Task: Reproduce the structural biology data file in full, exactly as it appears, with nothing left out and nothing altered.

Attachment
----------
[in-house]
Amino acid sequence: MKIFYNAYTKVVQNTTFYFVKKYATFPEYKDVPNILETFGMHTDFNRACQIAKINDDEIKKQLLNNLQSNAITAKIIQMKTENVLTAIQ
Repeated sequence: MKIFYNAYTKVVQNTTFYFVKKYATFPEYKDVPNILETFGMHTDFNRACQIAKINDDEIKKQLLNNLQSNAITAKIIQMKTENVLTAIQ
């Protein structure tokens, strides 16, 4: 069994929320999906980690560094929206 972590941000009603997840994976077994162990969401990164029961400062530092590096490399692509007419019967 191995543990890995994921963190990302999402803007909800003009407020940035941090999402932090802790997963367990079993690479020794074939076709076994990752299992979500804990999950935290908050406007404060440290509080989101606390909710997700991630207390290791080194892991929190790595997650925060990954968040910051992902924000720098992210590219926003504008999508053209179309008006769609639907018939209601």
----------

[in-house]
Amino acid sequence: MKIFYNAYTKVVQNTTFYFVKKYATFPEYKDVPNILETFGMHTDFNRACQIAKINDDEIKKQLLNNLQSNAITAKIIQMKTENVLTAIQ
Repeated sequence: MKIFYNAYTKVVQNTTFYFVKKYATFPEYKDVPNILETFGMHTDFNRACQIAKINDDEIKKQLLNNLQSNAITAKIIQMKTENVLTAIQ
């Protein structure tokens, strides 16, 4: 069994929320999906980690560094929206 972590941000009603997840994976077994162990969401990164029961400062530092590096490399692509007419019967 191995543990890995994921963190990302999402803007909800003009407020940035941090999402932090802790997963367990079993690479020794074939076709076994990752299992979500804990999950935290908050406007404060440290509080989101606390909710997700991630207390290791080194892991929190790595997650925060990954968040910051992902924000720098992210590219926003504008999508053209179309008006769609639907018939209601």